Peruvian Amazon, 2021: Greg Easton, 1 week and 20 species including Red Uakari,Woolly MonkeyPygmy MarmosetRed Agouchy,  Yellow-crowned Brush-tailed Rat and White-faced Tree Rat.

San Martin and Madre De Dios, 2019: Jon Hall and Fiona Reid, 10 days & 63 species including Yellow-tailed Woolly Monkey, Rio Mayo Titi Monkey, Emperor Tamarin, Amazon Red-sided Short-tailed Opossum and an Amazon Weasel.

Chile and Peru, 2019: Dominique Brugiere, 3 days in Peru and no cats, plus 10 days in northern Chile featuring Andean Mountain CatMollna’s Hog-nosed Skunk and South American Fur Seals over the border in Peru.

Chile, Bolivia and Peru, 2019: Lennart Verheuvel, 3 months & 15 species in Chile including Kodkod, Darwin’s Fox and Lesser Grison; 20 species in Bolivia including Giant Anteater and Bolivian Grey Titi; and 18 species in Peru including Giant Otter.

Tapiche, 2018: Margeaux Maerz, 5 days & 18+ species including Red Uakari, Pygmy Marmoset, Equatorial Saki and Yellow-crowned Brush-tailed Rat. Great photos too.

Manu, 2018: Matt Andrews, 10 days & 23 species including Emperor Tamarins, Giant Long-nosed Armadillo and Peruvian Spider Monkey.

Andean Mountain Cat, 2017: Alain Guillemont’s account of 2 sightings in 2 days in Peru.

Pampas Cat, Salkantay Lodge, 2018: Dave Robichaud’s account of a Pampas Cat near Soraypampa.

Manu Lowlands, 2016: Benjamin Schweinhart, 2 weeks & 23 species including Emperor Tamarin, Monk Saki and Jaguar. A very comprehensive report (here is a short summary).

Tapiche, 2015: Benjamin Schweinhart, 1 week, and a short report including Red Uakari and Yellow-crowned Brush-tailed Rat.

Manu & Chaparri, 2015: Royle Safaris, 16 days & 30 species including Black-headed Night Monkey, Peruvian Spider Monkey and Northern Ghost Bat.

Peru, 2015: Cheryl Antonucci, 2 weeks & 35 species including Spectral Bat, Moustached Tamarin, Brown-top Saki, Silvery Woolly Monkey and Yellow-crowned Brush-tailed Rat.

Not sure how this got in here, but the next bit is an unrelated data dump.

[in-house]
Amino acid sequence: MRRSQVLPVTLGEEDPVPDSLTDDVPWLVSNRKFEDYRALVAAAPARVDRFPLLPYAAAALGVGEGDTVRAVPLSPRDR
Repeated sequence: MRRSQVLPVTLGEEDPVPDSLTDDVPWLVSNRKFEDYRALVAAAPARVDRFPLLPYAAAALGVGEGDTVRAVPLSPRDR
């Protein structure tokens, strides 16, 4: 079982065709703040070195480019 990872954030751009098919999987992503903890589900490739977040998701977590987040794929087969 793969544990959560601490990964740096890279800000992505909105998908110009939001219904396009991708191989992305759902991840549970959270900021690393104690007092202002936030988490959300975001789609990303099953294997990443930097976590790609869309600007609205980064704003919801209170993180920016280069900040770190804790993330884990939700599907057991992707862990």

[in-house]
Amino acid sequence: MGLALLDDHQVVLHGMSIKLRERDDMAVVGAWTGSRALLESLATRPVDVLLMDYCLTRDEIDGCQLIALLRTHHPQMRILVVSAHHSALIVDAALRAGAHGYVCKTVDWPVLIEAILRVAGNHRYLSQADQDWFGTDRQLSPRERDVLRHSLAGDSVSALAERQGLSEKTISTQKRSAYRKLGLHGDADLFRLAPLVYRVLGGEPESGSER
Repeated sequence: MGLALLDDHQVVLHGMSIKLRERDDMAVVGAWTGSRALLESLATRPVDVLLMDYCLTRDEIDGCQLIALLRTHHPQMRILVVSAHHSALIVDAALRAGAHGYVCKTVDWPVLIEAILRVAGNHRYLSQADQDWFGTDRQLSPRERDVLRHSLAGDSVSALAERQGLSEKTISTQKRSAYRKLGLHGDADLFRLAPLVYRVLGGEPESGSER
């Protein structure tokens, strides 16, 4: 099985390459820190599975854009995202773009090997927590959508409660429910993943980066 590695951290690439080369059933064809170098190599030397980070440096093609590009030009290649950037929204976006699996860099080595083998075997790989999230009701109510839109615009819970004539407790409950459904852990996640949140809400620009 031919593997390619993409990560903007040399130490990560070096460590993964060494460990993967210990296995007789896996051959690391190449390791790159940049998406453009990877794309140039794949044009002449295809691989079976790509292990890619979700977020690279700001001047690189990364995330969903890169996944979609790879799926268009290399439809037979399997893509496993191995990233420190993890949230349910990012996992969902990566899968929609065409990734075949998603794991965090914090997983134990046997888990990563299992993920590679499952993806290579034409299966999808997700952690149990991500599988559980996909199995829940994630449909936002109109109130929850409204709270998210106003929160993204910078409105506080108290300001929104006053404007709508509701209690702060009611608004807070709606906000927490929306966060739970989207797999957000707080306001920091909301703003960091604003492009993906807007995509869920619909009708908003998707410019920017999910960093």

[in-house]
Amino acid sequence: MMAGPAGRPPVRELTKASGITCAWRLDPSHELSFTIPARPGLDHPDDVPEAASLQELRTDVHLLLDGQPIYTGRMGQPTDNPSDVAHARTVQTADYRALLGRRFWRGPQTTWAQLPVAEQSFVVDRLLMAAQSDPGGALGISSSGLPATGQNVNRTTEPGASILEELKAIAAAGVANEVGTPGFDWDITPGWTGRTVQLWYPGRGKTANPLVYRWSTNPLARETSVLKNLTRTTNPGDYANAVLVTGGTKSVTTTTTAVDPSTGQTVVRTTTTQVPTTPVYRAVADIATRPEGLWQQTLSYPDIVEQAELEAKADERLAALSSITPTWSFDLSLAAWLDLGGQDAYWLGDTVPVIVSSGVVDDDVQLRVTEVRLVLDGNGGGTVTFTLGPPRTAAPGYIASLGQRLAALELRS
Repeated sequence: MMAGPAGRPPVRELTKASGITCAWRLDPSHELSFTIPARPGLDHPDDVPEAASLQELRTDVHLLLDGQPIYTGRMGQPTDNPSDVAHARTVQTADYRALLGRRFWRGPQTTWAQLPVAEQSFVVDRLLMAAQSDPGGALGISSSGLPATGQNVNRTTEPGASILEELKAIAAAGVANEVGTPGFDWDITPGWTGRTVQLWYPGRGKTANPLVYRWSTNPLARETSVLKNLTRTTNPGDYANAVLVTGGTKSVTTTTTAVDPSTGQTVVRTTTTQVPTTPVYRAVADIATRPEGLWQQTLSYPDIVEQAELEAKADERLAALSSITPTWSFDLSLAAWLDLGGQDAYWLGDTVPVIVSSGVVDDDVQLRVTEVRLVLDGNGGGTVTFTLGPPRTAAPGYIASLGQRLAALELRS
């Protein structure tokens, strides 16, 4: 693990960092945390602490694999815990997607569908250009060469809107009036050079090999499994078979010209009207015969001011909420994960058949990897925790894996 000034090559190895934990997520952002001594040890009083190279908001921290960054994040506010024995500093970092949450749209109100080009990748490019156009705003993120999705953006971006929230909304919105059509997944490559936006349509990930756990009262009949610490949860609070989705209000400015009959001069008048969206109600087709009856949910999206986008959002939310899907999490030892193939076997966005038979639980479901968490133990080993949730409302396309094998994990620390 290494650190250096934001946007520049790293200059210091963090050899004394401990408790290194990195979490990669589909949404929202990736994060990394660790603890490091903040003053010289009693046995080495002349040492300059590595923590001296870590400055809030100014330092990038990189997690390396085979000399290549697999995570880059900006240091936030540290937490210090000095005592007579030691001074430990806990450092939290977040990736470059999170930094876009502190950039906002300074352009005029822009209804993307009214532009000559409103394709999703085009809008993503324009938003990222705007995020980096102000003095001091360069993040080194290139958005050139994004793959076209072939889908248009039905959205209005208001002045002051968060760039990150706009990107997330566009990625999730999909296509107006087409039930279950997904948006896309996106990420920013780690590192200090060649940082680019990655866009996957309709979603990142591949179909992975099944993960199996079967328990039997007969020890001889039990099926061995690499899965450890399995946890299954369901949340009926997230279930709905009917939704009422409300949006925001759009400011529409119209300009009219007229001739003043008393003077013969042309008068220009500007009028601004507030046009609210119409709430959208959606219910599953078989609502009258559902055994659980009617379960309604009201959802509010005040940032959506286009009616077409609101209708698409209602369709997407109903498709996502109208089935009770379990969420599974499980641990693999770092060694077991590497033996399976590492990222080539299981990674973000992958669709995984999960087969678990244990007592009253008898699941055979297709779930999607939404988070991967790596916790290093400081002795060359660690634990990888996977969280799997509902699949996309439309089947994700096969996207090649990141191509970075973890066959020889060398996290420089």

Peru, 2015: Sjef Ollers, 3 weeks & and over 30 species, with highlights including Emperor Tamarin, Grey Bald-faced Saki, Peruvian Spider Monkey and Olingo.

Tapiche and Chaparri, 2014: Jon Hall, 1 week & 21 species including Red Uakari, Sechuran Fox and Amazonian Manatee.

Peru, 2012: Cheryl Antonucci, 2 weeks & species including Sechuran Fox and Northern (?) Mountain Viscacha.

Brazil, Paraguay and Peru, 2012: Romain Bocquier, mega-trip of 7 weeks & 43 species incuding Sechuran Fox & Taruca (Peru), Jaguar & Tayra (Brazil) and Jaguarundi & Geoffroy’s Cat (Paraguay).

Bolivia, Chile, Peru & Ecuador, 2011: Matthew and Maureen Hart, 2 months & 32 species including Southern River Otter, Northern Viscacha and Anderson’s Four-eyed Opposum.

Peru, 2010: Torbjörn and Carmen Lundqvist, 1 month & 25+ mammals including Monk Saki, Red Uakari and Spectacled Bears.

Peru, 2007: Tomer Ben-Yehuda, 1 week & 17 mammals including Pygmy Marmosets and an Emperor Tamarin.

Tambopata, 2001 & 07: Thierry Laxanaire, photos and info on two trips and lots of photos (in French).

Northern Peru, 2006-07: Stefan Lithner, 1 month & 13 mammals.

Peru, June – Nov 2005 : some comprehensive notes on mammal watching from Rich Lindie who spent 4 months working as a naturalist in the Wasai Tambopata Lodge. He saw a Bush Dog amongst many other good things.

Peru, 2000: Richard Webb, 2 weeks & 19 mammals.

South America, 1996 (Bolivia, Peru and Ecuador). Steve Anyon-Smith, 6 weeks & a few mammals.

Also See

Rodent from Chaparri ID, December 2021

Mammals of Peru  (a video of highlights of a 5 week trip in 2018) April, 2019

Andean Rodent ID  September, 2018

RFI Emperor Tamarins & Goeld’s Monkey September, 2017

RFI Pacarana and Shrew-Opossums (Bolivia, Colombia, Peru) October, 2015

Arboreal Chinchilla Rat rediscovered September, 2013

Reliable site for Red-faced Uakari, Peru  October, 2013

New Protected Area in Peruvian Cloud Forest – home to Andean Cats March, 2012

Resources

López-Baucells, Adrià et al. A Field Guide to Bats of the Amazon, 2018. Pelagic Publishing. This 170 page paperback is a remarkably easy to use illustrated guide to identifying all 160 species in the Amazon.